I do food chains and food webs with my children (when we study our salt marsh). The children wear a card with a picture and a name of an animal/fish/.. on it. Each card has the number of strings attached to the bottom of it as children who are animals that they eat. (An animal high on the food chain might have three strings attached and the animal at the bottom of the food chain would not have any strings attached). They can use the strings to connect together making a straight food chain, and more complex food webs.

I have posters with an example of a food chain and a food web to show them during the introduction.


food chain
Posted by: Tracy

This is probably a little corny but I always give my students strips of paper and have them write the name of an animal and draw the animal. Then they make a chain with the paper in the order that the animals may be eaten. For example: draw grass, bug, snake, hawk then hook them together.

We also play a predator/prey game. I get lots of little plastic bugs and divide the class in half. One half are the predators and the other half are the prey. I put all the bugs and the predators at one end of the gym and the prey and the other end. The "prey" have to try to run to the other end of the gym, get a bug and run back. If they are caught by a "predator" they are out. I also put about 5 hula hoops around the gym as safety zones. They can stand in a hoop to act as if they have reached a safe hiding place.

Hope some of this helps!

I do this yearly
Posted by: Trish

I have my students do this yearly when we discuss food webs and food chains. I doubt if it really matters where you get the pellets from. I have purchased my own when I was the only science teacher and now have used pellets at my school that were ordered by someone else. All are fine. Just check out the size, you dont want too small of one.

I don't have my kids reconstruct the skeletons and I teach 7th grade. It is just too hard, too many bones are missing or too small. I give my students a bone identification chart and have them identify the bone. It has 3 possible animals and actual pictures of the different bones (ex. skull, scapula, etc) then they glue the bone onto cardstock and label it. Their mini poster must have a title and include a minimum of 10 bones that are identified by the animal and name of the bone.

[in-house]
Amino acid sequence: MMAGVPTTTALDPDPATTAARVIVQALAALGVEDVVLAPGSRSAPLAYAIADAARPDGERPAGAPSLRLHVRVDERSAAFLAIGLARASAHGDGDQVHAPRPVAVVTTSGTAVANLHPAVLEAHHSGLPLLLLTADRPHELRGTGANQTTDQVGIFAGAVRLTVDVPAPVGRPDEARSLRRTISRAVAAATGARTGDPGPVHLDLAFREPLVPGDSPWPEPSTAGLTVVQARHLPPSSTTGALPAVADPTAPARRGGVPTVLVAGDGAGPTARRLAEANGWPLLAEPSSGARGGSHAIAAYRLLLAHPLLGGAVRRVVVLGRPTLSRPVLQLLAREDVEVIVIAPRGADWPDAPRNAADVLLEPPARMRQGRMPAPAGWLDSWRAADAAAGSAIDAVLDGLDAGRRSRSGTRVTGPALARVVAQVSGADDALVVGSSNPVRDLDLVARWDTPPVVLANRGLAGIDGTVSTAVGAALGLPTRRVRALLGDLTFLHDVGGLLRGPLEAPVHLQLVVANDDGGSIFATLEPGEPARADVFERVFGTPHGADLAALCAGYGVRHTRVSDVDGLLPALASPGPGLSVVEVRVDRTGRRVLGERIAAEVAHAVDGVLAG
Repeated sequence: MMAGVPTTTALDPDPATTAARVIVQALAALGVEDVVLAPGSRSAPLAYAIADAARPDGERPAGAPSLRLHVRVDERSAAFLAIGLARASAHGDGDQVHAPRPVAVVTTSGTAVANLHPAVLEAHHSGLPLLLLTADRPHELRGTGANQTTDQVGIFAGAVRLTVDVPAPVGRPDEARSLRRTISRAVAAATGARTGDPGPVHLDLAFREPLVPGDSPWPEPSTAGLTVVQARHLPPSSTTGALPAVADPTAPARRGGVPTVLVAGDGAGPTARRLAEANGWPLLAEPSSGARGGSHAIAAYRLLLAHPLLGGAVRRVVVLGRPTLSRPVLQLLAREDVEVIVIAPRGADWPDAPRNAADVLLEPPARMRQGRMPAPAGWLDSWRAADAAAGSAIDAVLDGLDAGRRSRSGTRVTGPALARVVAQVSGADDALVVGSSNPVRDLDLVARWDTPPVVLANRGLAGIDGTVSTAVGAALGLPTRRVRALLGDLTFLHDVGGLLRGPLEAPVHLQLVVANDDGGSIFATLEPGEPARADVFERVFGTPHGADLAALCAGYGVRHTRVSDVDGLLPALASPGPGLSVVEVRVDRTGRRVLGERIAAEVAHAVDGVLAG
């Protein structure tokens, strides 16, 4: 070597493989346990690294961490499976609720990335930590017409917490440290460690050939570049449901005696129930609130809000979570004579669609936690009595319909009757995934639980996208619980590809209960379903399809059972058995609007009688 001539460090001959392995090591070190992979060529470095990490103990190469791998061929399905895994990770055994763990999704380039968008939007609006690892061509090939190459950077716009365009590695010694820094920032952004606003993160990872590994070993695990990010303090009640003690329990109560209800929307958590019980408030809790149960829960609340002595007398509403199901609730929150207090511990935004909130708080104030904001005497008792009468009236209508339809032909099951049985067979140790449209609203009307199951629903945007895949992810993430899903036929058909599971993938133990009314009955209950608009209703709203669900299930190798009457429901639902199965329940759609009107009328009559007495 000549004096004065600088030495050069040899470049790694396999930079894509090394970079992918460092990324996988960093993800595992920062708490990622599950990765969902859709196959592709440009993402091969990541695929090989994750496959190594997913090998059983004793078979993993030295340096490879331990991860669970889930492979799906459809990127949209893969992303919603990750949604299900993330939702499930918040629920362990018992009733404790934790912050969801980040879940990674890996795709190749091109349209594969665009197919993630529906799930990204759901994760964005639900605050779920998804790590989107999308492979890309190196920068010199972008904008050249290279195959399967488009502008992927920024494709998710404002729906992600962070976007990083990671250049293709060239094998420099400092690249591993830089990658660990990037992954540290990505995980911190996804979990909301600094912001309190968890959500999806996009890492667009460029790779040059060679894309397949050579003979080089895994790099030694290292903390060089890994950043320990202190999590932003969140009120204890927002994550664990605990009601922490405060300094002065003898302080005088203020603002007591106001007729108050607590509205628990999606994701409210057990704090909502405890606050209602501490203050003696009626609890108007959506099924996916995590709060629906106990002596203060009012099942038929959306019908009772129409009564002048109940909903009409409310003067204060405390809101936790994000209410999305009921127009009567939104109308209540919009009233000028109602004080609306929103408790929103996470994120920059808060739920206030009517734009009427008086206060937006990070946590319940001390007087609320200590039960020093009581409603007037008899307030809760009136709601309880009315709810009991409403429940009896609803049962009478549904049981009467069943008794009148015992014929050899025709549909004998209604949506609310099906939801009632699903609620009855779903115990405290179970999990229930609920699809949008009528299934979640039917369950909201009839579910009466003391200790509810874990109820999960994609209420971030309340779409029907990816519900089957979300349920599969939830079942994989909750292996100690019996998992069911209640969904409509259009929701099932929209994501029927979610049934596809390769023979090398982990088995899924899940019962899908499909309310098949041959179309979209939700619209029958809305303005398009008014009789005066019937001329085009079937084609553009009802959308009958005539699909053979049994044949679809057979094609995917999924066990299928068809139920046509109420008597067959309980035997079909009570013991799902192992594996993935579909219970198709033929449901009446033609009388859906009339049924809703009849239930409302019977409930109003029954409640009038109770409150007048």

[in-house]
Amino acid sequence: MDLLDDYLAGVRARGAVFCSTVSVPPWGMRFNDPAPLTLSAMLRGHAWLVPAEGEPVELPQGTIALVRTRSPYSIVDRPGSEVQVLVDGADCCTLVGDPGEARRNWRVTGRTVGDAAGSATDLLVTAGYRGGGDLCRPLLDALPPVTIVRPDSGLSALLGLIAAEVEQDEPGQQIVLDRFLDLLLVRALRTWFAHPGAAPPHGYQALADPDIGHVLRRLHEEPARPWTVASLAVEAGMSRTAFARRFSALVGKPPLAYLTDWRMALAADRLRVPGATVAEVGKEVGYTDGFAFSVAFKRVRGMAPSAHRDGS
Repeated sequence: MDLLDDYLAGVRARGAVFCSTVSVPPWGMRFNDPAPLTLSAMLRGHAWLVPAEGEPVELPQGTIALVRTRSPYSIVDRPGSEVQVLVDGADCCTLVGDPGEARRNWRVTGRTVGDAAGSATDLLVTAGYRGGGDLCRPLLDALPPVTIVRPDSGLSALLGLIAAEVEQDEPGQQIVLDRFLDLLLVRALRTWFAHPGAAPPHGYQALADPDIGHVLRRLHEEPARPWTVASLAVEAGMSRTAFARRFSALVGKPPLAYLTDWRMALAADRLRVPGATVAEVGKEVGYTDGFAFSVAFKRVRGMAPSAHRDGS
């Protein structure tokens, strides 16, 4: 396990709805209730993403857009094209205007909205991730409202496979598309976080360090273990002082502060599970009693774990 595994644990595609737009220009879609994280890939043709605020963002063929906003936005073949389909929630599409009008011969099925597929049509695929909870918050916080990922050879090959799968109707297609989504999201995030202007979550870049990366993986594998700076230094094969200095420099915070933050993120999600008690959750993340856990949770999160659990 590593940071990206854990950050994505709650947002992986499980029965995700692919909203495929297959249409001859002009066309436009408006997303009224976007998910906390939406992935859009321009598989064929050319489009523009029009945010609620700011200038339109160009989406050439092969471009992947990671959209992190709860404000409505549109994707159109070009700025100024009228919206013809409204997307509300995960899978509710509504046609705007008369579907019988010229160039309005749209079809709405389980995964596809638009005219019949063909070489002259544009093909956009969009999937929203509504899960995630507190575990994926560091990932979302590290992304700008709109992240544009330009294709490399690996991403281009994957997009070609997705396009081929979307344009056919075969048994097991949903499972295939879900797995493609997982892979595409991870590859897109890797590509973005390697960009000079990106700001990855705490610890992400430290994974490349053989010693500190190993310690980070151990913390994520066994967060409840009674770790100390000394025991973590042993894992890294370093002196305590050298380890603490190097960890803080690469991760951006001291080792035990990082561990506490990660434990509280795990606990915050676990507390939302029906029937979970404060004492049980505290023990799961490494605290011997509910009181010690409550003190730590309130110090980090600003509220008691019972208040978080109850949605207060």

Then I give them a handout that shows all the possible animals, including an owl, in the owl's food web and they have to color, cut out and reconstruct the web for me correctly. It takes 3 days to do.
1 day for the actual dissecting.
day 2 for making the mini poster
day 3 for the food web
I hang the bone posters and food webs in the hall. I usually do this right before open house so the parents' can see their work.

Hope this helps

Ecosystems and Food Chains/Webs
Posted by: ConnieWI

I love your idea for the zoo. I might give it a try and put my idea on hold.

My ecosystem unit is slightly different because we focus on food chains/webs. I though I would share it with you and maybe you can incorporate it into what you are doing.

First, I collect all kinds of habitat books from the library. For about a week before I begin the unit, students read as many as they can so they are familiar with a variety of habitats.

Then, students work in pairs, choose a habitat, gather the books about that habitat, and make a list of plants and animals that live in that habitat. At the same time, I am teaching about food chains and food webs.

When the student's lists are completed, individuals design their own food chain. I take a piece of 12" x 18" paper and cut it into two 6" x 18 inch parts. These two parts are laid and taped end to end to form a long 6" x 36" sheet. On this, the students draw, outline in a thin black marker, and color the plants and animals in their food chain. At the very end, they leave enough room for their food chain poem. Here is an example:

The Meadow
These are the young owlets
that were fed by the mother owl,
that caught the slithering snake,
that swallowed the bumpy toad,
that gobbled the milkweed beetle,
that fed on the milkweed pod,
that grows in the meadow where Jessica lives.

The title is the habitat and the body of the poem is the plants and animals shown in the food chain poster. This is also a good way to use the thesaurus to find verbs that are specific and make a clear picture. The last line repeats the habitat and the child's name.

Hope I have helped!!

View Thread